Edmonton human rights advocate Renée Vaugeois has sent a letter to Immigration Minister Ahmed Hussen urging him to expedite the Edmonton man's residency application.

She hopes the Canadian government will support other Turkish refugees across Canada facing similar circumstances, given the gravity of the situation.

Renée Vaugeois

Human rights advocate Renée Vaugeois wrote a letter asking Immigration Minister Ahmed Hussen to expedite the Edmonton man's residency application. (Rick Bremness/CBC)

"This a targeted war on a specific group of people in Turkey and to me that speaks to genocide," said Vaugeois, referring to the Convention on the Prevention and Punishment of the Crime of Genocide. "We need to support those that are putting themselves in danger to try and figure out how to save their families."

Alex Neve, secretary general for Amnesty International Canada, said after the failed coup the Turkish government rightfully went after those involved, but then went far beyond that.

"Now the Turkish government has cast an unbelievably wide net and is going after anyone who they believe — and there's usually no basis for that belief — in any way may have been supportive of or may know a supporter of the Gulen movement," said Neve. "It's staggering and it is getting worse not better."

5 Turkish-Canadians behind bars

Amnesty says the five Turkish-Canadians behind bars include Calgarian Davud Hanci. In the past month, two of Amnesty's own leaders have been imprisoned. Police arrested Taner Kiliç, the chair of Amnesty International Turkey, on June 6. Last week, authorities detained director Idil Eser, accused of belonging to a terrorist organization.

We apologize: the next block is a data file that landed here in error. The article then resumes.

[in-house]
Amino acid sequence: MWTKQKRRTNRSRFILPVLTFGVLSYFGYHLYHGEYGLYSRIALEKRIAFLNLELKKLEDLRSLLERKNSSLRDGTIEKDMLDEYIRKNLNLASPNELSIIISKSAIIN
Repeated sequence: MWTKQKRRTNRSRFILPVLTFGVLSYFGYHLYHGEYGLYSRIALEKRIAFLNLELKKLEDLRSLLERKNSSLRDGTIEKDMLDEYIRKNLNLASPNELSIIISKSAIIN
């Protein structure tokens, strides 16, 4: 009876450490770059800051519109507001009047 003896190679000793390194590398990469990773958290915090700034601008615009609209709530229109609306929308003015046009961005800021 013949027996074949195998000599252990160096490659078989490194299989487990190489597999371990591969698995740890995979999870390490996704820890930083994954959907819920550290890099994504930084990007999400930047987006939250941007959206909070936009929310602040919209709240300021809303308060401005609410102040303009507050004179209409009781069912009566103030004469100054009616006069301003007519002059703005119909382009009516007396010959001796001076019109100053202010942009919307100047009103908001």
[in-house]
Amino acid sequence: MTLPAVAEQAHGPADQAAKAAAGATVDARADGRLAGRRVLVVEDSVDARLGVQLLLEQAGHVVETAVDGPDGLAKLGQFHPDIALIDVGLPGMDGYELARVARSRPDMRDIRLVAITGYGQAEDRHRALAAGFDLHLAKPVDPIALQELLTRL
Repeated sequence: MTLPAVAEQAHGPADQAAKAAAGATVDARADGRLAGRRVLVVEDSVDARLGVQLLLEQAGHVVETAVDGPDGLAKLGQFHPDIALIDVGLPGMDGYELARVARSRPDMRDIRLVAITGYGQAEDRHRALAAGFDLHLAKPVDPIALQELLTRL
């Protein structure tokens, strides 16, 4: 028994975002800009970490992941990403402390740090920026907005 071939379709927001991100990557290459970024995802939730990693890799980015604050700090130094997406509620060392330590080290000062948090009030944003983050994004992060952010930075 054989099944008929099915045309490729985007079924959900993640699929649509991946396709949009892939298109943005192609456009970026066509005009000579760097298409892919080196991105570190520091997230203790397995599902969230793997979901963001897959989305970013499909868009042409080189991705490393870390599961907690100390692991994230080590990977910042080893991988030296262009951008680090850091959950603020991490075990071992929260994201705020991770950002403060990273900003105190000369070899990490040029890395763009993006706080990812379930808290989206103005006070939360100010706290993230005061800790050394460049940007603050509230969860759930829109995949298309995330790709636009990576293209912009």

"That's unprecedented," said Neve. " We've never seen that in any country anywhere around the world in our 56 years. So this deterioration in the human rights situation in Turkey is something that should be way up at the top of the global agenda."

Alex

Secretary general of Amnesty International Canada Alex Neve said the arrest of Amnesty colleagues is unprecedented. (Paul Thompson)

Global Affairs Canada spokesperson Jocelyn Sweet said the department has raised the issue with its ally in bilateral interactions and international forums.

"We have expressed concern that increasing numbers of human rights defenders, academics, journalists, and civil society actors, are being impacted by the broad application of national security measures," she wrote in a statement. "Canada has been consistent in urging Turkey to respond to its challenges in a proportionate manner, upholding its commitments to the rule of law and international human rights."

Citizenship and Immigration Canada has not yet commented on the Edmonton man's case. 

andrea.huncar@cbc.ca

@andreahuncar